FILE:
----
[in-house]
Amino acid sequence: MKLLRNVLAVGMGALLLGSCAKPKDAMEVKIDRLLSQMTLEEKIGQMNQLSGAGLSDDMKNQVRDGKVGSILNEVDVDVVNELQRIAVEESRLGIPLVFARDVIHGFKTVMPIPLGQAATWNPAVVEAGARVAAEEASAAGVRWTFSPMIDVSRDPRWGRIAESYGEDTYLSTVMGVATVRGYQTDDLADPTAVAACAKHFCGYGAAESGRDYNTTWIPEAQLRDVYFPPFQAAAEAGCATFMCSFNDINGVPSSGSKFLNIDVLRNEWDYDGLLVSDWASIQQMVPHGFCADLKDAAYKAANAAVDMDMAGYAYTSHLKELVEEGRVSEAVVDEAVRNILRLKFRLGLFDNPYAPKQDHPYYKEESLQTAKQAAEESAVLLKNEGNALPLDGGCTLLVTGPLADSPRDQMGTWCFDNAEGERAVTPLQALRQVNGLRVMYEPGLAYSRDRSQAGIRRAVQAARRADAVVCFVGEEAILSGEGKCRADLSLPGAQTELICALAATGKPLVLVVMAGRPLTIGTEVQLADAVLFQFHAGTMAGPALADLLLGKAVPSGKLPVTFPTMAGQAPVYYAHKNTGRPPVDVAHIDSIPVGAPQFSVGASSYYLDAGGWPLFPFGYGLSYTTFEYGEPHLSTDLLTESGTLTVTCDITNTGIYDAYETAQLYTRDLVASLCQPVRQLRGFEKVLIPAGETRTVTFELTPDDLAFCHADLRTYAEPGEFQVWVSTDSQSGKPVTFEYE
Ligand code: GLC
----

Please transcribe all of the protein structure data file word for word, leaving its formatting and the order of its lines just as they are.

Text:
[in-house]
Amino acid sequence: MKLLRNVLAVGMGALLLGSCAKPKDAMEVKIDRLLSQMTLEEKIGQMNQLSGAGLSDDMKNQVRDGKVGSILNEVDVDVVNELQRIAVEESRLGIPLVFARDVIHGFKTVMPIPLGQAATWNPAVVEAGARVAAEEASAAGVRWTFSPMIDVSRDPRWGRIAESYGEDTYLSTVMGVATVRGYQTDDLADPTAVAACAKHFCGYGAAESGRDYNTTWIPEAQLRDVYFPPFQAAAEAGCATFMCSFNDINGVPSSGSKFLNIDVLRNEWDYDGLLVSDWASIQQMVPHGFCADLKDAAYKAANAAVDMDMAGYAYTSHLKELVEEGRVSEAVVDEAVRNILRLKFRLGLFDNPYAPKQDHPYYKEESLQTAKQAAEESAVLLKNEGNALPLDGGCTLLVTGPLADSPRDQMGTWCFDNAEGERAVTPLQALRQVNGLRVMYEPGLAYSRDRSQAGIRRAVQAARRADAVVCFVGEEAILSGEGKCRADLSLPGAQTELICALAATGKPLVLVVMAGRPLTIGTEVQLADAVLFQFHAGTMAGPALADLLLGKAVPSGKLPVTFPTMAGQAPVYYAHKNTGRPPVDVAHIDSIPVGAPQFSVGASSYYLDAGGWPLFPFGYGLSYTTFEYGEPHLSTDLLTESGTLTVTCDITNTGIYDAYETAQLYTRDLVASLCQPVRQLRGFEKVLIPAGETRTVTFELTPDDLAFCHADLRTYAEPGEFQVWVSTDSQSGKPVTFEYE
Ligand code: GLC